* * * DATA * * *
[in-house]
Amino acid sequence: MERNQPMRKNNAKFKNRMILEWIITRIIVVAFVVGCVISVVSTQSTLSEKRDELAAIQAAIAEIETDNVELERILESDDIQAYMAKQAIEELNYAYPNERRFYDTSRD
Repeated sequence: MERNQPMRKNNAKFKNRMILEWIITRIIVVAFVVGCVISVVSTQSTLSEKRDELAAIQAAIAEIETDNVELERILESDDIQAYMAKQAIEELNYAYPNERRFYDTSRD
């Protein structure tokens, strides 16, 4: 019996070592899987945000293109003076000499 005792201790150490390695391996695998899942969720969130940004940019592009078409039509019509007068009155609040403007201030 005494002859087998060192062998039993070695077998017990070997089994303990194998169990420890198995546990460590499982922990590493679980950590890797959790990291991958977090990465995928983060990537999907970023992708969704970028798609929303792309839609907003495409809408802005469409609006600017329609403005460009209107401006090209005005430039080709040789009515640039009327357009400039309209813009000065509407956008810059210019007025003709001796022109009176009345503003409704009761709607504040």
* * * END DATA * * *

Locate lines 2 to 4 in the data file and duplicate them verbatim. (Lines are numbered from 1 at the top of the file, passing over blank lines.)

Amino acid sequence: MERNQPMRKNNAKFKNRMILEWIITRIIVVAFVVGCVISVVSTQSTLSEKRDELAAIQAAIAEIETDNVELERILESDDIQAYMAKQAIEELNYAYPNERRFYDTSRD
Repeated sequence: MERNQPMRKNNAKFKNRMILEWIITRIIVVAFVVGCVISVVSTQSTLSEKRDELAAIQAAIAEIETDNVELERILESDDIQAYMAKQAIEELNYAYPNERRFYDTSRD
């Protein structure tokens, strides 16, 4: 019996070592899987945000293109003076000499 005792201790150490390695391996695998899942969720969130940004940019592009078409039509019509007068009155609040403007201030 005494002859087998060192062998039993070695077998017990070997089994303990194998169990420890198995546990460590499982922990590493679980950590890797959790990291991958977090990465995928983060990537999907970023992708969704970028798609929303792309839609907003495409809408802005469409609006600017329609403005460009209107401006090209005005430039080709040789009515640039009327357009400039309209813009000065509407956008810059210019007025003709001796022109009176009345503003409704009761709607504040």